Bruce went unchained, within limits, and had a run nearly every day. Workmen came to put a railing and gate to the back verandah of his establishment, and Mrs Breen kept a fidgety watch upon his movements; but evidently the only son's will ruled, and he was more than faithful to his compact with Rose. She was able to see this from her commanding window, and to hear it from Bruce's mouth; and day by day her heart warmed towards Bruce's master. Many were the friendly smiles and salutes that passed between the attic window and the Breen back-yard, all unknown to Rose's sisters.

They were walking with her one Saturday afternoon, when they met Mr Peter and the collie. Pepper ran forward to greet Bruce, and they sniffed at each other's noses and wagged their respective tails in a friendly way. Deb was remarking to Rose that their pity for the Breens' dog had been quite misplaced, when a bow from her sister and a lift of the hat by the young man caused her to stop short and raise her fine brows inquiringly.


"I—I spoke to him one day," explained Rose, pink as her pinkest namesake. "About Bruce."

"Who's Bruce?"

"That's Bruce—his dog."

Frances came running up. "Rose," said she indignantly, "did you bow to that man?"

"He is our neighbour next door," mumbled Rose.

"I know that. So is the wood-carter. But is that a reason why you should bow to him? Do you know who those people are?"

"They are perfectly respectable people, I believe," said Rose, growing restive.

"DRAPERS," said Frances witheringly.

"I shouldn't care if they were chimney-sweeps. They have a beautiful dog, and young Mr Breen is very kind to him, and I—I thanked him for it." "Oh, Deb!"

"Was that necessary, my dear?"

"Perhaps not. But I did."

"Well, be careful, Rosie. We are not at Redford now, you know. Girls living alone and going about in public places—"

"And that sort of person," Frances broke in crossly, "always takes advantage of a little notice. Why, he looked at you as if you were friends and equals, Rose!"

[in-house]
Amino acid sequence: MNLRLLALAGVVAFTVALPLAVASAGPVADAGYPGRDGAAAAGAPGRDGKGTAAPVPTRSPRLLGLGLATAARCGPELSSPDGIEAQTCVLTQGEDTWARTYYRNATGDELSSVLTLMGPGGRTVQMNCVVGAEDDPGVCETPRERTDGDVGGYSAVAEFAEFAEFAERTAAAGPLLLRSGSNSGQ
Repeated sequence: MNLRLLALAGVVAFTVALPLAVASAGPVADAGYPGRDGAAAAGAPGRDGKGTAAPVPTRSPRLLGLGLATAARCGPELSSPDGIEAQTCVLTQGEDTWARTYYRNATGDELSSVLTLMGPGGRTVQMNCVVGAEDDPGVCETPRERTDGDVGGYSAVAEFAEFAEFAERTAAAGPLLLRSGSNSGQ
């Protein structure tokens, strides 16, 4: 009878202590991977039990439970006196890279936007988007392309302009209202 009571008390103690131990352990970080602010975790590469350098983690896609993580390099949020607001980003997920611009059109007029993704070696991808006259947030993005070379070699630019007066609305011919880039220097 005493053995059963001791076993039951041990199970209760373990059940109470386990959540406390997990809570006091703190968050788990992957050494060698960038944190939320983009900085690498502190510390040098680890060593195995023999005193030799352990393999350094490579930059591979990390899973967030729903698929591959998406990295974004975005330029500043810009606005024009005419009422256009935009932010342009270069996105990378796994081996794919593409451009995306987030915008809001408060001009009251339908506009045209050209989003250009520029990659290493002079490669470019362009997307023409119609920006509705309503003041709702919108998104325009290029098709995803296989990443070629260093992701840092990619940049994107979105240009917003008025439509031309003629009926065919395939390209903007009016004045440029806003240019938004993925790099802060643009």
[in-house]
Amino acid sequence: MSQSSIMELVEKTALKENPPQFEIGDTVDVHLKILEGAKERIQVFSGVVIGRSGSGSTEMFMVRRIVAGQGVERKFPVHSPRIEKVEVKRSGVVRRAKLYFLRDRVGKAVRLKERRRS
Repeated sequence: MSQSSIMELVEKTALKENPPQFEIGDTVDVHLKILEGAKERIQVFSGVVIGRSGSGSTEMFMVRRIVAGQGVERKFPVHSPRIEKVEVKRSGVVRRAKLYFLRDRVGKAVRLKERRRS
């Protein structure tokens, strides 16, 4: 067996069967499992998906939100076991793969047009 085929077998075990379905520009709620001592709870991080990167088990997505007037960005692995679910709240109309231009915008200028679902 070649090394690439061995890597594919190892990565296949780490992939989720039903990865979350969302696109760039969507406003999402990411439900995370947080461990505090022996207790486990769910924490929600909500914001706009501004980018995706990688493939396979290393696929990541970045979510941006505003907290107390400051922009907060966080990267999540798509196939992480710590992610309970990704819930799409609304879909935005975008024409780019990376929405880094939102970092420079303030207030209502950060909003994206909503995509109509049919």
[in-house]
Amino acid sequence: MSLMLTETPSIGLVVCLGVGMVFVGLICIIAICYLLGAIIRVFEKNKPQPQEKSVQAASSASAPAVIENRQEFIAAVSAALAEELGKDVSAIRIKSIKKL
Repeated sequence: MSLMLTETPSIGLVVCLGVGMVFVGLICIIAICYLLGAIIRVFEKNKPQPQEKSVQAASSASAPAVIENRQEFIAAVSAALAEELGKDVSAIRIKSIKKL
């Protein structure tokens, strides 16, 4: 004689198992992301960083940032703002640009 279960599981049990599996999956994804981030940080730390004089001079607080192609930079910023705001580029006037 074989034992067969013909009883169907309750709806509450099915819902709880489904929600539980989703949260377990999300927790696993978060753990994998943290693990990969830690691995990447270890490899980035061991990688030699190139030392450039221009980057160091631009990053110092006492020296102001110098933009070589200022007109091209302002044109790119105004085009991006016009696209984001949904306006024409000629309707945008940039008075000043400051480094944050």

Rose turned to retort again, but feeling the weight of opinion against her, forbore. And she was glad she had never mentioned the circumstances under which she had made poor Peter Breen's acquaintance.

On a later afternoon she was in the attic room, sewing at a frock for Robbie Goldsworthy—Robert Pennycuick, after the grandfather who had been expected to leave much money—while Deb and Frances entertained visitors downstairs. Old Keziah had brought her tea and cakes, and she had had a pleasant time with her work and her thoughts, and her view of Bruce and his premises, when suddenly Frances flounced in.

"Now, madam!" exclaimed the irate young lady, "we have to thank you for this. What did I say? Give these people an inch and they will take an ell—a mile indeed, if they can get it."

"What people?" inquired Rose faintly.

"Those Breen people—those DRAPERS. They have had the cheek to come and call on us—to call and leave their cards, 'First and third Wednesday', as if they expected us to call back again!"

"Who came?"

"Mrs and Miss—with half the shop upon their backs. Debbie"—Deb was coming in behind her—"you are NOT going to return the call of those people, I TRUST?"

"Oh, I don't know," smiled Deb easily. "It would please them, and it wouldn't hurt us. There would be no need, of course, to return a second one."

"I should think it would NOT hurt us," Rose spoke up, "to behave like decent people. I never heard that it was considered high breeding and fine manners to snub your inferiors—if they are your inferiors." "You have to snub them," said Frances, "if they don't know manners themselves."

"A very GENTLE snub," said Deb. "We are not going to be rude to the poor things. We will call once—that is, I will—in a few months' time. After all, it was hardly their fault."

"No; it is Rose's fault. Please, Rose, in future be so good as to consider your family a little, as well as your neighbours' dogs."

Rose's only reply was to start the sewing-machine and drive it vehemently. But her heart burned within her. Evidently Peter's mother and sister had been insulted in her house, after he had been so good to her.